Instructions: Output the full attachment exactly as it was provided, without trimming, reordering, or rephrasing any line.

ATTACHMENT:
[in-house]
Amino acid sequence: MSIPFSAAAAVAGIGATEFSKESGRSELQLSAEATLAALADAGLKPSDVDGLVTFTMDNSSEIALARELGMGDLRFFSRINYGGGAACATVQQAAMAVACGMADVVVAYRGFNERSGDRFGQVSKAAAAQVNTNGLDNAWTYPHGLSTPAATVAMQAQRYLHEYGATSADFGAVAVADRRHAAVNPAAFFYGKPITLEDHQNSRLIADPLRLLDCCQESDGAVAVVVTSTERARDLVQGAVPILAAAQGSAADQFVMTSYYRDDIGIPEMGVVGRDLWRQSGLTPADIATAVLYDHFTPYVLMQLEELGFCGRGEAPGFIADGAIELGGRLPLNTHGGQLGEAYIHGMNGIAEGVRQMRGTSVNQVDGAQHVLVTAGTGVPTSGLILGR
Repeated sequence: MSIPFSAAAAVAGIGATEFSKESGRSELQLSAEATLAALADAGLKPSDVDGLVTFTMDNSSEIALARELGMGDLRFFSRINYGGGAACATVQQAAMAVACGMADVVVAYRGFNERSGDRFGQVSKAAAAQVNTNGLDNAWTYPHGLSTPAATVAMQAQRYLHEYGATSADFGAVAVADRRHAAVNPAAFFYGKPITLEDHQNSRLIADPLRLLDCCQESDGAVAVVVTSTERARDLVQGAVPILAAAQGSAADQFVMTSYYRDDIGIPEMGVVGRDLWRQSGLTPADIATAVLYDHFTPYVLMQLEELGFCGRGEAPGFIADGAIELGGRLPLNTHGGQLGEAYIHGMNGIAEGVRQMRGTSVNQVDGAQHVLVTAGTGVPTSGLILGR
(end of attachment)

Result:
[in-house]
Amino acid sequence: MSIPFSAAAAVAGIGATEFSKESGRSELQLSAEATLAALADAGLKPSDVDGLVTFTMDNSSEIALARELGMGDLRFFSRINYGGGAACATVQQAAMAVACGMADVVVAYRGFNERSGDRFGQVSKAAAAQVNTNGLDNAWTYPHGLSTPAATVAMQAQRYLHEYGATSADFGAVAVADRRHAAVNPAAFFYGKPITLEDHQNSRLIADPLRLLDCCQESDGAVAVVVTSTERARDLVQGAVPILAAAQGSAADQFVMTSYYRDDIGIPEMGVVGRDLWRQSGLTPADIATAVLYDHFTPYVLMQLEELGFCGRGEAPGFIADGAIELGGRLPLNTHGGQLGEAYIHGMNGIAEGVRQMRGTSVNQVDGAQHVLVTAGTGVPTSGLILGR
Repeated sequence: MSIPFSAAAAVAGIGATEFSKESGRSELQLSAEATLAALADAGLKPSDVDGLVTFTMDNSSEIALARELGMGDLRFFSRINYGGGAACATVQQAAMAVACGMADVVVAYRGFNERSGDRFGQVSKAAAAQVNTNGLDNAWTYPHGLSTPAATVAMQAQRYLHEYGATSADFGAVAVADRRHAAVNPAAFFYGKPITLEDHQNSRLIADPLRLLDCCQESDGAVAVVVTSTERARDLVQGAVPILAAAQGSAADQFVMTSYYRDDIGIPEMGVVGRDLWRQSGLTPADIATAVLYDHFTPYVLMQLEELGFCGRGEAPGFIADGAIELGGRLPLNTHGGQLGEAYIHGMNGIAEGVRQMRGTSVNQVDGAQHVLVTAGTGVPTSGLILGR